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Philippines president creates 'truth commission' to probe rights abuses

Philippines President Benigno Aquino [BBC profile] signed an executive order [text, PDF] Friday to set up a "truth commission" to investigate allegations that the outgoing administration engaged in corruption and rights violations. The commission will look into accusations that former president Gloria Macapagal Arroyo [BBC profile; JURIST news archive] and members of her administration rigged the 2004 presidential election, misused government funds and profited from government contracts. Aquino announced plans to create the commission [JURIST report] earlier this month, prompting a call for him to issue an executive order to make the commission official and clear up any ambiguity regarding its authority. Signing the executive order, Aquino said [statement], "[t]he process of bringing a necessary closure to the allegations of official wrongdoing and impunity has begun." The commission, set to finish its work by 2012, will have the power to recommend or file charges [AFP report]. Arroyo has repeatedly denied any wrongdoing.

Arroyo was elected to the lower house of parliament in April after receiving permission to run for the seat [JURIST report] despite protests that her presidency gave her an unfair advantage. In March, Aquino and other presidential candidates criticized as "unjust" a Supreme Court ruling that allowed Arroyo to appoint a replacement for the retiring chief justice [JURIST report], who planned to step down a week after the May presidential elections. Arroyo declared martial law [JURIST report] in December for the first time in 23 years in the wake of a massacre in the Maguindanao province that left 57 dead. In February, prosecutors charged 197 people with murder [JURIST report] in connection with the massacre. A Manila trial court ordered the arrest of 189 more suspects [JURIST report] in March. Eleven policemen and militia members pleaded not guilty [JURIST report] to the charges in April.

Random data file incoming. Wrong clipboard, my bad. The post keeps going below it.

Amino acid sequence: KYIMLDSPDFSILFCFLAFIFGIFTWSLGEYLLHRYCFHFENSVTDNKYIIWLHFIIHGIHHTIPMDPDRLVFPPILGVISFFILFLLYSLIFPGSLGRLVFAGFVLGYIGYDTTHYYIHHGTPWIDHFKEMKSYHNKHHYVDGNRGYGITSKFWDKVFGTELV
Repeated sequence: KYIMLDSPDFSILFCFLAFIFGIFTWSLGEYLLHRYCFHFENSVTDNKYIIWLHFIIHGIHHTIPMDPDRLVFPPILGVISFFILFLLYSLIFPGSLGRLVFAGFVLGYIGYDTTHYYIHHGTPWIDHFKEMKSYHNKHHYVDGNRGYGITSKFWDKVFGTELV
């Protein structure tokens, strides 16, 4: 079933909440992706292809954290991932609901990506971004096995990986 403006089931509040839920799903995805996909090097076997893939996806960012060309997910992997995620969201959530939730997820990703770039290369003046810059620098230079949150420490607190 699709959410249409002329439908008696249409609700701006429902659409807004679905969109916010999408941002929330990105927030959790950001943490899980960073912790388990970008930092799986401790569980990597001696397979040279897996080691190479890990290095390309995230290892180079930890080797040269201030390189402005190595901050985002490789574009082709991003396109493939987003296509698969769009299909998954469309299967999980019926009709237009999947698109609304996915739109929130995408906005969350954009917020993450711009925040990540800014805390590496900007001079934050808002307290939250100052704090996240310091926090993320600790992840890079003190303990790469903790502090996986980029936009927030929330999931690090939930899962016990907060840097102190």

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Paper Chase is JURIST's real-time legal news service, powered by a team of 30 law student reporters and editors led by law professor Bernard Hibbitts at the University of Pittsburgh School of Law. As an educational service, Paper Chase is dedicated to presenting important legal news and materials rapidly, objectively and intelligibly in an accessible format.

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